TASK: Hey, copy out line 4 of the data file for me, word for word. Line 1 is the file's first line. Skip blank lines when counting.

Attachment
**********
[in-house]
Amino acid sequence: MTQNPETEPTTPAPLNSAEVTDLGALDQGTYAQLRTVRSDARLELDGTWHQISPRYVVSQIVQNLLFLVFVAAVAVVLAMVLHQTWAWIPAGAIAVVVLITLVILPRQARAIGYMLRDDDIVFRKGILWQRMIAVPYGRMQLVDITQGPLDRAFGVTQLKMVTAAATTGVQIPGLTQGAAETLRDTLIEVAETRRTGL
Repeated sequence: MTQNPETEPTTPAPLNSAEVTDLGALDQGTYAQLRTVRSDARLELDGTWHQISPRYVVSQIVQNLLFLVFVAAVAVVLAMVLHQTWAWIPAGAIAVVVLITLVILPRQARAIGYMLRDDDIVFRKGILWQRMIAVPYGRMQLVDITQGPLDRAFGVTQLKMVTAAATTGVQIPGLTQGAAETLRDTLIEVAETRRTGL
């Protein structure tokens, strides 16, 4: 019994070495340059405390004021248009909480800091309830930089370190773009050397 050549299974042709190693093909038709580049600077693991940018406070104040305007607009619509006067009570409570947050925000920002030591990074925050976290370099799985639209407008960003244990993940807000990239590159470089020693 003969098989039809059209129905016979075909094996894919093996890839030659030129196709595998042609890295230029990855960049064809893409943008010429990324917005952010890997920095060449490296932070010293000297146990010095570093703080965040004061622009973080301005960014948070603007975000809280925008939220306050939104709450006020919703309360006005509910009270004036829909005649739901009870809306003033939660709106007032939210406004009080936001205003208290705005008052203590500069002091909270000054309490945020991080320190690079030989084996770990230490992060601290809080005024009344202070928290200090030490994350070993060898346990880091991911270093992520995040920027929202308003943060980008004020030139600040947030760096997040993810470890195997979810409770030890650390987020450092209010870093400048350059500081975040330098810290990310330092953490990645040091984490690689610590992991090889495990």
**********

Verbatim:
């Protein structure tokens, strides 16, 4: 019994070495340059405390004021248009909480800091309830930089370190773009050397 050549299974042709190693093909038709580049600077693991940018406070104040305007607009619509006067009570409570947050925000920002030591990074925050976290370099799985639209407008960003244990993940807000990239590159470089020693 003969098989039809059209129905016979075909094996894919093996890839030659030129196709595998042609890295230029990855960049064809893409943008010429990324917005952010890997920095060449490296932070010293000297146990010095570093703080965040004061622009973080301005960014948070603007975000809280925008939220306050939104709450006020919703309360006005509910009270004036829909005649739901009870809306003033939660709106007032939210406004009080936001205003208290705005008052203590500069002091909270000054309490945020991080320190690079030989084996770990230490992060601290809080005024009344202070928290200090030490994350070993060898346990880091991911270093992520995040920027929202308003943060980008004020030139600040947030760096997040993810470890195997979810409770030890650390987020450092209010870093400048350059500081975040330098810290990310330092953490990645040091984490690689610590992991090889495990």